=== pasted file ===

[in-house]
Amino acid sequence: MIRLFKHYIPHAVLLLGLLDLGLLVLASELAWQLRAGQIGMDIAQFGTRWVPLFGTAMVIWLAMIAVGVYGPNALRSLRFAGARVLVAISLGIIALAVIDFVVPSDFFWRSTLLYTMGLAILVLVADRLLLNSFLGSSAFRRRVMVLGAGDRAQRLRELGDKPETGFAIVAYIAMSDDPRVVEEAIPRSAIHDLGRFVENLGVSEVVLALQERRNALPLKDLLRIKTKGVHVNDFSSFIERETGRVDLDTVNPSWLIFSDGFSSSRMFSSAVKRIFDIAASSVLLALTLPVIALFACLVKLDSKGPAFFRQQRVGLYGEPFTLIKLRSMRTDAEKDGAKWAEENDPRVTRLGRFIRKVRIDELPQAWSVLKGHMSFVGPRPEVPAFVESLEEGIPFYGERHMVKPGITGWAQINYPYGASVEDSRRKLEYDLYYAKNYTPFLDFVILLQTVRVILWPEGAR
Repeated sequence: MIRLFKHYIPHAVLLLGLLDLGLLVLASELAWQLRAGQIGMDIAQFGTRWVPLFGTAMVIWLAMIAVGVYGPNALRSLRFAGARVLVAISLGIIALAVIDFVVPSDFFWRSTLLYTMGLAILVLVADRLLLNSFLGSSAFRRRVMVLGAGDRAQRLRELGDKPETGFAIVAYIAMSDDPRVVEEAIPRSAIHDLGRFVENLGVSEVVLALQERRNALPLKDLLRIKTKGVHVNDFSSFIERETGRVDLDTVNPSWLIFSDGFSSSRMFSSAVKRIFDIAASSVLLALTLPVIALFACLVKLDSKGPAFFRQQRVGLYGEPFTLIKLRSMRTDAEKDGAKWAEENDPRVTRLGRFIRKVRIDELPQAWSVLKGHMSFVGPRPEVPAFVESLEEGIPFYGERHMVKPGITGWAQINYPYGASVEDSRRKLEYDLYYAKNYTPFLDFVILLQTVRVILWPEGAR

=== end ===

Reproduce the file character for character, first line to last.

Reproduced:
[in-house]
Amino acid sequence: MIRLFKHYIPHAVLLLGLLDLGLLVLASELAWQLRAGQIGMDIAQFGTRWVPLFGTAMVIWLAMIAVGVYGPNALRSLRFAGARVLVAISLGIIALAVIDFVVPSDFFWRSTLLYTMGLAILVLVADRLLLNSFLGSSAFRRRVMVLGAGDRAQRLRELGDKPETGFAIVAYIAMSDDPRVVEEAIPRSAIHDLGRFVENLGVSEVVLALQERRNALPLKDLLRIKTKGVHVNDFSSFIERETGRVDLDTVNPSWLIFSDGFSSSRMFSSAVKRIFDIAASSVLLALTLPVIALFACLVKLDSKGPAFFRQQRVGLYGEPFTLIKLRSMRTDAEKDGAKWAEENDPRVTRLGRFIRKVRIDELPQAWSVLKGHMSFVGPRPEVPAFVESLEEGIPFYGERHMVKPGITGWAQINYPYGASVEDSRRKLEYDLYYAKNYTPFLDFVILLQTVRVILWPEGAR
Repeated sequence: MIRLFKHYIPHAVLLLGLLDLGLLVLASELAWQLRAGQIGMDIAQFGTRWVPLFGTAMVIWLAMIAVGVYGPNALRSLRFAGARVLVAISLGIIALAVIDFVVPSDFFWRSTLLYTMGLAILVLVADRLLLNSFLGSSAFRRRVMVLGAGDRAQRLRELGDKPETGFAIVAYIAMSDDPRVVEEAIPRSAIHDLGRFVENLGVSEVVLALQERRNALPLKDLLRIKTKGVHVNDFSSFIERETGRVDLDTVNPSWLIFSDGFSSSRMFSSAVKRIFDIAASSVLLALTLPVIALFACLVKLDSKGPAFFRQQRVGLYGEPFTLIKLRSMRTDAEKDGAKWAEENDPRVTRLGRFIRKVRIDELPQAWSVLKGHMSFVGPRPEVPAFVESLEEGIPFYGERHMVKPGITGWAQINYPYGASVEDSRRKLEYDLYYAKNYTPFLDFVILLQTVRVILWPEGAR